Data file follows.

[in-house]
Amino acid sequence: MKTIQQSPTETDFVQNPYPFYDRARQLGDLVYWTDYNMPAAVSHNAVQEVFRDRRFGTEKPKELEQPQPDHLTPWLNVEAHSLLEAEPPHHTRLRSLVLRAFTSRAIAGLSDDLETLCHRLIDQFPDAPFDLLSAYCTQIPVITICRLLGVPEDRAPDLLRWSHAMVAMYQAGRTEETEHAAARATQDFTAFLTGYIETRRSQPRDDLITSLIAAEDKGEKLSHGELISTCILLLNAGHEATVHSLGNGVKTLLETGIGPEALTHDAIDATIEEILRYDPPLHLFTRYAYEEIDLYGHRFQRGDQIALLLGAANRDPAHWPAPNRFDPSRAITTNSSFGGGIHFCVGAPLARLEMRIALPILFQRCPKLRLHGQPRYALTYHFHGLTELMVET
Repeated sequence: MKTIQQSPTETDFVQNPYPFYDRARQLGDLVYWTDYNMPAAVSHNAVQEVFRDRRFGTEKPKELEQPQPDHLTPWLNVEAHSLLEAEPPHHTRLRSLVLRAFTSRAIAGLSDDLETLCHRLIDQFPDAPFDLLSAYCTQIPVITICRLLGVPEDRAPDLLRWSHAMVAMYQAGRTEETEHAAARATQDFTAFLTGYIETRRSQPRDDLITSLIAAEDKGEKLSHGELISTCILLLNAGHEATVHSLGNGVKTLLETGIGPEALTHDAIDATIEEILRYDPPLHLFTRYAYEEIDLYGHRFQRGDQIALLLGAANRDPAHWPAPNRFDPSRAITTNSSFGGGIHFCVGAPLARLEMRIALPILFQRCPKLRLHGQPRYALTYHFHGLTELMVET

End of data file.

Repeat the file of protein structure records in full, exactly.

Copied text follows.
[in-house]
Amino acid sequence: MKTIQQSPTETDFVQNPYPFYDRARQLGDLVYWTDYNMPAAVSHNAVQEVFRDRRFGTEKPKELEQPQPDHLTPWLNVEAHSLLEAEPPHHTRLRSLVLRAFTSRAIAGLSDDLETLCHRLIDQFPDAPFDLLSAYCTQIPVITICRLLGVPEDRAPDLLRWSHAMVAMYQAGRTEETEHAAARATQDFTAFLTGYIETRRSQPRDDLITSLIAAEDKGEKLSHGELISTCILLLNAGHEATVHSLGNGVKTLLETGIGPEALTHDAIDATIEEILRYDPPLHLFTRYAYEEIDLYGHRFQRGDQIALLLGAANRDPAHWPAPNRFDPSRAITTNSSFGGGIHFCVGAPLARLEMRIALPILFQRCPKLRLHGQPRYALTYHFHGLTELMVET
Repeated sequence: MKTIQQSPTETDFVQNPYPFYDRARQLGDLVYWTDYNMPAAVSHNAVQEVFRDRRFGTEKPKELEQPQPDHLTPWLNVEAHSLLEAEPPHHTRLRSLVLRAFTSRAIAGLSDDLETLCHRLIDQFPDAPFDLLSAYCTQIPVITICRLLGVPEDRAPDLLRWSHAMVAMYQAGRTEETEHAAARATQDFTAFLTGYIETRRSQPRDDLITSLIAAEDKGEKLSHGELISTCILLLNAGHEATVHSLGNGVKTLLETGIGPEALTHDAIDATIEEILRYDPPLHLFTRYAYEEIDLYGHRFQRGDQIALLLGAANRDPAHWPAPNRFDPSRAITTNSSFGGGIHFCVGAPLARLEMRIALPILFQRCPKLRLHGQPRYALTYHFHGLTELMVET